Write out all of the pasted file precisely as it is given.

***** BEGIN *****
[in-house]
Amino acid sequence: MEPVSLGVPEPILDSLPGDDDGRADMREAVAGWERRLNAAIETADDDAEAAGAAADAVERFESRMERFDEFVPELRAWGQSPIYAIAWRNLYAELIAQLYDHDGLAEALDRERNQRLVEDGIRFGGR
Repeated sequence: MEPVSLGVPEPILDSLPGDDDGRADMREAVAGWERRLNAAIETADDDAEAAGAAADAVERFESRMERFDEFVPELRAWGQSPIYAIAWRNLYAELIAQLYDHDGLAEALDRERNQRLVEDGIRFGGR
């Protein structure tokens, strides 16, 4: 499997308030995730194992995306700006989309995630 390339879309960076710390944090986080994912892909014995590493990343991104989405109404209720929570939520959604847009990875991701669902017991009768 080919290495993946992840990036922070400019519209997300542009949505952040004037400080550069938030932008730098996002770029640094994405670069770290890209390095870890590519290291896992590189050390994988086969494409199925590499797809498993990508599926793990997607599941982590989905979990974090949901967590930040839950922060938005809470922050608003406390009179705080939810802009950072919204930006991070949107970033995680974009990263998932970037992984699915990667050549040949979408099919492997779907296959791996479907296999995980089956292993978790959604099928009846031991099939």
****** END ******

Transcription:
[in-house]
Amino acid sequence: MEPVSLGVPEPILDSLPGDDDGRADMREAVAGWERRLNAAIETADDDAEAAGAAADAVERFESRMERFDEFVPELRAWGQSPIYAIAWRNLYAELIAQLYDHDGLAEALDRERNQRLVEDGIRFGGR
Repeated sequence: MEPVSLGVPEPILDSLPGDDDGRADMREAVAGWERRLNAAIETADDDAEAAGAAADAVERFESRMERFDEFVPELRAWGQSPIYAIAWRNLYAELIAQLYDHDGLAEALDRERNQRLVEDGIRFGGR
């Protein structure tokens, strides 16, 4: 499997308030995730194992995306700006989309995630 390339879309960076710390944090986080994912892909014995590493990343991104989405109404209720929570939520959604847009990875991701669902017991009768 080919290495993946992840990036922070400019519209997300542009949505952040004037400080550069938030932008730098996002770029640094994405670069770290890209390095870890590519290291896992590189050390994988086969494409199925590499797809498993990508599926793990997607599941982590989905979990974090949901967590930040839950922060938005809470922050608003406390009179705080939810802009950072919204930006991070949107970033995680974009990263998932970037992984699915990667050549040949979408099919492997779907296959791996479907296999995980089956292993978790959604099928009846031991099939």